Can a University Art Museum Break Out of the Ivory Tower? A New Institute of Contemporary Art Proposes an Ambitious Vision in Virginia
The $41 million museum opens to the public with a show that touches on nearly every hot-button topic in American society.
Can a university art museum bridge the divide between town and gown? Or, perhaps, even help mend a divided nation?
The Institute for Contemporary Art at Virginia Commonwealth University opens this weekend in Richmond with ambitions no less lofty than these. The public university with 31,000 students and a highly-ranked art school hopes the $41 million Steven Holl-designed museum will propel it to international prominence.
The building—a glowing stack of white rectangular shapes—appears to pulsate on the outside while revealing surprisingly intimate spaces inside. It is already drawing curiosity from passerby, mere steps from the Confederate memorials on the city’s Monument Avenue.
A Rocky Start
On a recent visit to the nearly 41,000-square-foot building, however, it was clear that all wasn’t quite as it was supposed to be as the museum marched toward the finish line. Noticeably absent was founding director Lisa Freiman, who abruptly resigned three months before the April 21 opening. A satirical Richmond publication joked that transformer Megatron would replace her. (The pick would be “similar to the building,” the article joked.)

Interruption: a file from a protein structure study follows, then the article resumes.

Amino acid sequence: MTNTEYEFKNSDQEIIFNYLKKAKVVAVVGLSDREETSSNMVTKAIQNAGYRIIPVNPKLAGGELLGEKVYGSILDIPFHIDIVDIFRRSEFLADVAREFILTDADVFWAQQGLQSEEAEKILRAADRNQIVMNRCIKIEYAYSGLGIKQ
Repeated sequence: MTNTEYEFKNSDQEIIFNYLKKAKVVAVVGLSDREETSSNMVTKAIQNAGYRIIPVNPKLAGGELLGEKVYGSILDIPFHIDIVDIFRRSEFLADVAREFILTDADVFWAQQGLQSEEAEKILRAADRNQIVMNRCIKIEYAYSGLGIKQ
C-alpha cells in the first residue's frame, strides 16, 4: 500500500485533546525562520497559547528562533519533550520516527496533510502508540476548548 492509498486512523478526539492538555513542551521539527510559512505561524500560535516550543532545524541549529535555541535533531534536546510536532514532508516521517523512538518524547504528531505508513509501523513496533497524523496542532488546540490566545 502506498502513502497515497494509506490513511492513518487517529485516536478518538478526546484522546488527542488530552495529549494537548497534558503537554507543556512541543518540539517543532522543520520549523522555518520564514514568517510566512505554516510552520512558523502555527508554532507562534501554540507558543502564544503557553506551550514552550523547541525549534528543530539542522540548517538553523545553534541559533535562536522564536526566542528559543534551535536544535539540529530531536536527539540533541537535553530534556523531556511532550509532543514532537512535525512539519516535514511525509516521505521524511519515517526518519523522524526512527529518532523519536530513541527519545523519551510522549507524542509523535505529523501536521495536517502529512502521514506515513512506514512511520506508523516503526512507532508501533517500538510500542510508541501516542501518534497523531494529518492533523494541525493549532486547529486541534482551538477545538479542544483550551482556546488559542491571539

“A lot of us are mystified,” the art historian Robert Hobbs, who holds an emeritus American art chair at VCU, tells artnet News. “I have no idea why she left. If she had not been there to raise the remaining half of the funds for the new building, the ICA would have never been built. VCU and Richmond owe her an enormous debt.”
Frieman declined to comment to artnet News, but she told the Wall Street Journal that she felt the institution was in good hands and wanted to pursue new projects after construction delays had pushed the ICA’s opening back by three years. She remains a professor at the school.
While VCU conducts a search for her replacement, it coaxed Joe Seipel, who came to VCU on a one-year sculpture teaching contract in 1974, out of retirement to serve as interim director. The museum’s opening, according to Seipel, comes at a time of demographic change for the city. Richmond is currently attracting more millennials than almost anywhere in the country. It’s also the third-most tattooed city and home to 33 breweries, he notes. This verve might surprise outsiders, who tend to think of it largely as the former Confederate capital.
A Study in Contrasts
Despite its changing population, Richmond remains a study in contrasts. “River City has flipped from humdrum to happening, but the ‘hey y’all’ hospitality remains,” the travel guide Lonely Planet wrote, ranking Richmond seventh best city to visit in the US in 2018.
But the city, which traces its roots to 1737, has a public school system that was the subject of a civil rights investigation last year, and Richmond’s paper of record hosted a public conversation two years before that titled, “Why is Richmond still segregated?”